Two-man bands have been a staple to the post-alternative rock scene for the last ten or so years. I tend to make assumptions about the sound: blues-inspired grungy riff-rock. The names The White Stripes and The Black Keys certainly come to mind. I appreciate the straight-forward style and deceiving simplicity of much that this genre (is it fair to call it so?) has offered.
Much in the vein of the aforementioned bands, British band Hot Fiction, brings forth their sophomore effort, Apply Within, out October 18th. The band describes it as a “soulful awakening”, though I’m not sure if that “awakening” is meant for the band or the listener. Regardless of the intent, they better make their points quick, as the album clocks in under the 40 minute mark.
The band is comprised of drummer/vocalist Andy Yeoh and guitarist/vocalist Simon Miller.
The band has a comfortable feel. It certainly fulfills my expectation of blues-inspired grungy riff-rock. However it does consistently feel fresh mainly due to the tunes’ strong melodies (see Harder Than Before) and percussion work that has that pleasant clarity and subtlety of not being canned. The guitar work is appropriate for the genre (are we still good with this?) of two-man riff-rock, and doesn’t rely too heavily on effects to draw in the listener, which is something that I have found to be draining on my ear juice.
Yeoh’s voice is strange at times (Gotta Go); pulling in and out of pitchy, frail to bold, and even 1960s white soul to Nick Drake circa Northern Sky (see Broken In a Good Way). And while I’m trying to figure out and adjust, the vocals blend with Miller’s guitar work that has many of the same qualities.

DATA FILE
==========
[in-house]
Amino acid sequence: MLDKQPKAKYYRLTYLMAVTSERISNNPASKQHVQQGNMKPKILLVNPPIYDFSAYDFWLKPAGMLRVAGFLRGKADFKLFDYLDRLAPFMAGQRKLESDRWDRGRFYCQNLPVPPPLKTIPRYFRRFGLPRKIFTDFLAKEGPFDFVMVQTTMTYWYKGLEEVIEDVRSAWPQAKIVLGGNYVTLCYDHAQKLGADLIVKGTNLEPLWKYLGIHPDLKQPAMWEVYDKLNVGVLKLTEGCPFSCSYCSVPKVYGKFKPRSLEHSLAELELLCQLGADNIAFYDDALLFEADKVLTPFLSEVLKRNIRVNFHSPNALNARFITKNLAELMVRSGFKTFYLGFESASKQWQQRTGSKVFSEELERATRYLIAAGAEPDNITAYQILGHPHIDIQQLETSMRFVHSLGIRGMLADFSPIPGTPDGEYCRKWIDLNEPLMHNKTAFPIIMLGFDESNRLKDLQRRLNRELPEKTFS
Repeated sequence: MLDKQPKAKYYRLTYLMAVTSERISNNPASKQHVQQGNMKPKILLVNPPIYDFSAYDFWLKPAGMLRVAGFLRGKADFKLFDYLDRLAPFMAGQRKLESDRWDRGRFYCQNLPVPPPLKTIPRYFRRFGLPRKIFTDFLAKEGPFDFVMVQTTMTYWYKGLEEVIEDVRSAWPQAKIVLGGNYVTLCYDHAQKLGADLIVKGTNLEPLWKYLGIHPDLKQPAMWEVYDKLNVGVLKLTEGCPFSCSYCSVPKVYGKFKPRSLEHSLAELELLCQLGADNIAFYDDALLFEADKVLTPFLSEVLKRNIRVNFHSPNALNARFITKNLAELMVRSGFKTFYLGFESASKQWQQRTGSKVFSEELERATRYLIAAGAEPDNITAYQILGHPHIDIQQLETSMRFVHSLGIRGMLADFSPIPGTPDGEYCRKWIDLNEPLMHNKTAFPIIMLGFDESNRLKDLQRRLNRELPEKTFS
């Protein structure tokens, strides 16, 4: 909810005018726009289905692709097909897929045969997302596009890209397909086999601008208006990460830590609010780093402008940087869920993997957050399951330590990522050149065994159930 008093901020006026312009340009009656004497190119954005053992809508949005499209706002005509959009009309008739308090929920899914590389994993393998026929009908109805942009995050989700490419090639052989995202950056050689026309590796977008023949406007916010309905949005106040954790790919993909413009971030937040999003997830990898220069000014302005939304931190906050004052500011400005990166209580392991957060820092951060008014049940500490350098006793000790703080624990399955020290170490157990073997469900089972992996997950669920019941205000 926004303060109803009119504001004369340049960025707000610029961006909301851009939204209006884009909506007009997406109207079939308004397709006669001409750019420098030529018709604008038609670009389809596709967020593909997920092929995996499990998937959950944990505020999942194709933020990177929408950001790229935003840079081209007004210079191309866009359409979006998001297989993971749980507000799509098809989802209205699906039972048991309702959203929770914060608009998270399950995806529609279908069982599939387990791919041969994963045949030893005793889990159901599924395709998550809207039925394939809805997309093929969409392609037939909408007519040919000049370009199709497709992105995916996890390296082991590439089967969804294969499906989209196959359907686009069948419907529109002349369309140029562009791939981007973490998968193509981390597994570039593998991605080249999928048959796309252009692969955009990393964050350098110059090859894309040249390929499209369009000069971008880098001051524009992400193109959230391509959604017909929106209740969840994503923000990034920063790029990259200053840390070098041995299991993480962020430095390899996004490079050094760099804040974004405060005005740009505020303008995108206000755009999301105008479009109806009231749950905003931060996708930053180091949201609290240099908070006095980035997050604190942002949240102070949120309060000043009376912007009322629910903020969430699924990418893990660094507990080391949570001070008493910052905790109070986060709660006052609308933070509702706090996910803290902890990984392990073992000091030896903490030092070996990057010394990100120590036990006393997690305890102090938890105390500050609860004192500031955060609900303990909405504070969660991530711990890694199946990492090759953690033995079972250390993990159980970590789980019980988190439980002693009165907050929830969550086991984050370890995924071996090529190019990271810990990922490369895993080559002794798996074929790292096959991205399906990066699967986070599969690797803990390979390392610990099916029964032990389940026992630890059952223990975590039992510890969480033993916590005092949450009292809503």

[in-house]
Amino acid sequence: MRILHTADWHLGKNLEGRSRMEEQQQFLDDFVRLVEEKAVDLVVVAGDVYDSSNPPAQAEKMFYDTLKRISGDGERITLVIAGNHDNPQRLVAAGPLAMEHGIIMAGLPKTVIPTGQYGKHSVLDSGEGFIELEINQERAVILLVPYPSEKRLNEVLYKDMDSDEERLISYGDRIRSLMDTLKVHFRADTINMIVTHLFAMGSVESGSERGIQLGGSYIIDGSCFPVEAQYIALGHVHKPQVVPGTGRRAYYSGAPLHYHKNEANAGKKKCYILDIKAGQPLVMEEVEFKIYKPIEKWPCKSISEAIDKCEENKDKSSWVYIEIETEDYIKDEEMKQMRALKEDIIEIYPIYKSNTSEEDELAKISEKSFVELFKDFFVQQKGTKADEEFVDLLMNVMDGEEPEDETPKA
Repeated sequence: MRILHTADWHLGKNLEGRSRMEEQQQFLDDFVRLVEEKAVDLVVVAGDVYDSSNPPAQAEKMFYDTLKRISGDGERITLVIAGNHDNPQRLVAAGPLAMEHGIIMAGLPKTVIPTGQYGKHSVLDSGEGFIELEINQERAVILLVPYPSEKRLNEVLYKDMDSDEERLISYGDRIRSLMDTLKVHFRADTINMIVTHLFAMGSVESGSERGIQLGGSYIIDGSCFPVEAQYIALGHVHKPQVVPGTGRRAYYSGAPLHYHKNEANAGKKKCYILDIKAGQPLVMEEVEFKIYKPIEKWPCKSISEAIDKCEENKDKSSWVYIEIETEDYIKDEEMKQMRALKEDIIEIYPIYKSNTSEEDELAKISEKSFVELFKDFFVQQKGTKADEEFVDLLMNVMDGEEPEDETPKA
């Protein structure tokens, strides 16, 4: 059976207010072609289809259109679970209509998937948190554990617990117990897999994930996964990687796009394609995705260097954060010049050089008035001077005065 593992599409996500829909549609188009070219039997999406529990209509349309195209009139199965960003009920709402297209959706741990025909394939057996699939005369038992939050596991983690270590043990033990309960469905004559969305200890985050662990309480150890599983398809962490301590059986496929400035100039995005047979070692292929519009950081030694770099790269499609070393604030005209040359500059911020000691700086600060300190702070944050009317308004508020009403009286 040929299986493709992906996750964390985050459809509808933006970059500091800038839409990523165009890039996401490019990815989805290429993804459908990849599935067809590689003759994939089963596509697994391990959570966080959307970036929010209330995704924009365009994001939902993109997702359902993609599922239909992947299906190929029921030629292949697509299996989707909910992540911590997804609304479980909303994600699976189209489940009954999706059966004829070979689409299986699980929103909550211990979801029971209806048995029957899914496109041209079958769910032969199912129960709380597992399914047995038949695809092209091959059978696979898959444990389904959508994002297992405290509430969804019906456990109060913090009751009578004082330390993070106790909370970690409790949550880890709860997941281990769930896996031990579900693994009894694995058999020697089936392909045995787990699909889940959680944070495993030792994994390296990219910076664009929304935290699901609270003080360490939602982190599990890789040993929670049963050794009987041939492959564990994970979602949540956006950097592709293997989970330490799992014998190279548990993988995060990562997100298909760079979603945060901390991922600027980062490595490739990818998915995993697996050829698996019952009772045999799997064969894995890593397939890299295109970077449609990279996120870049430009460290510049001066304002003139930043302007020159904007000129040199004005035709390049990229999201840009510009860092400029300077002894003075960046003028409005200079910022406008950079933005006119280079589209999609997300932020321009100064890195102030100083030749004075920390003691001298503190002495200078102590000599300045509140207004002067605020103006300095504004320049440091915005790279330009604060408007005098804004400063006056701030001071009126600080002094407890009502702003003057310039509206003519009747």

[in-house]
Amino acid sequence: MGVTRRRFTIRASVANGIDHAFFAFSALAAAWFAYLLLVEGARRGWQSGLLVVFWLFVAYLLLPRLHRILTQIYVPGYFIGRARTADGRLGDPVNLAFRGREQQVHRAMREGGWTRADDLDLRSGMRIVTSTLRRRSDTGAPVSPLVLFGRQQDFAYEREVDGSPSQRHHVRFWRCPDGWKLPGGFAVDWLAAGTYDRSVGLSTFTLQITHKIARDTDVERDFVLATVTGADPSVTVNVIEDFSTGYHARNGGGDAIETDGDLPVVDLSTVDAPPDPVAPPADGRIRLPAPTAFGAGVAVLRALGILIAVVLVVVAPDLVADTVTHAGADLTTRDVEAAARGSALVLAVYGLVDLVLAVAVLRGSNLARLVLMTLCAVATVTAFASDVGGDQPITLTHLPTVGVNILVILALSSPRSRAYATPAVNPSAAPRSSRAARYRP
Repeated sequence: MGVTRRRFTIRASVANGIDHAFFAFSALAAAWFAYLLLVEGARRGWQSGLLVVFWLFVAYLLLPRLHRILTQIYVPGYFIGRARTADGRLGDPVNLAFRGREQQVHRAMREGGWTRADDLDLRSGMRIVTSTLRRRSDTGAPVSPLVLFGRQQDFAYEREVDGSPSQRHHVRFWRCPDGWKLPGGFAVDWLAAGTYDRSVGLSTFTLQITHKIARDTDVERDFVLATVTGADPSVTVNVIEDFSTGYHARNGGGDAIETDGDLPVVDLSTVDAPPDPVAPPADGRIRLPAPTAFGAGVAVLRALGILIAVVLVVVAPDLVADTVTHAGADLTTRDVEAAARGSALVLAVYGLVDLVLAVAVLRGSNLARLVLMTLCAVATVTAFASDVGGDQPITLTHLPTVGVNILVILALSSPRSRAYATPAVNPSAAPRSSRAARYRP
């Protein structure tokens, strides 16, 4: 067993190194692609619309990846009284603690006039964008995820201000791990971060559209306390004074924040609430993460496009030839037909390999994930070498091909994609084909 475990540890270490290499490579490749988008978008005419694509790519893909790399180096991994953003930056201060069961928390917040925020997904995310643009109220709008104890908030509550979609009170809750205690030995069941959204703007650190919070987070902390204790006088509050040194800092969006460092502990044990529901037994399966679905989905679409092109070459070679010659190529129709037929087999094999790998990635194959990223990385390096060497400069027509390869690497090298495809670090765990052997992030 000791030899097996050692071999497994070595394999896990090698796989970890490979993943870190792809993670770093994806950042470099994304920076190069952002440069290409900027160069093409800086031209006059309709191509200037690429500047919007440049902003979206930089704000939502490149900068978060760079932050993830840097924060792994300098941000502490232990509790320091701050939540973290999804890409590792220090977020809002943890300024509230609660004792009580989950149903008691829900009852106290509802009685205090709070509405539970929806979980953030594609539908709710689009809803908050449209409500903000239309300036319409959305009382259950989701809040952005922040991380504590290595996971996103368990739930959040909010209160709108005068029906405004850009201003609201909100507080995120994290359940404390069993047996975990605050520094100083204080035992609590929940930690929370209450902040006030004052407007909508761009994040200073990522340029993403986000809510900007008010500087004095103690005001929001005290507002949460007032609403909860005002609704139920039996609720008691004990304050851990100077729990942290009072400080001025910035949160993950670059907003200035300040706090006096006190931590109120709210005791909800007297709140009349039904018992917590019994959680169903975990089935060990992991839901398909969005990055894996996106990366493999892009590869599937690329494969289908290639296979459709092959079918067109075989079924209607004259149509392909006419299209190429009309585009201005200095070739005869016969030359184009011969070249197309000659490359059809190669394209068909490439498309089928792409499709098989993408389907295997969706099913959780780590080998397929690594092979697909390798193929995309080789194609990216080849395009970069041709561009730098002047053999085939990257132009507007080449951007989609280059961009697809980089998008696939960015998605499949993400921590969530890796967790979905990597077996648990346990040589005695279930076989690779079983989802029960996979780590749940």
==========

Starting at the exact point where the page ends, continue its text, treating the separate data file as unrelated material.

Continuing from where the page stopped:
Ultimately, what kept me interested in the songs was the constant push and pull between the simplicity and dissonance of the melodies (see Sweet Goodbye). There is a fluidity to this album, even though the separate tunes hearken to different influences, conscious or not, such as the afore mentioned Nick Drake in Broken In a Good Way, a less orchestrated and instrumented The Band in You’re Not Alone, and even a streamlined Blood Sweat and Tears on No Soul.
As a side note, this is the point where I am conflicted over the possibilities of more instrumentation verses the uncomplicated nature of two-man groups like Hot Fiction. On one hand you have such potential to show range and counter-melody, but on the other you have the ability to become highly cohesive and streamlined in approach and purpose.
Regardless of my ramblings, Hot Fiction has put together an album in “Apply Within” that grooves, moves, and flows. This is a band that I could see developing further from influenced to influential as they explore their sound and push away from the precedents.
I give this album 3.5 g-bears.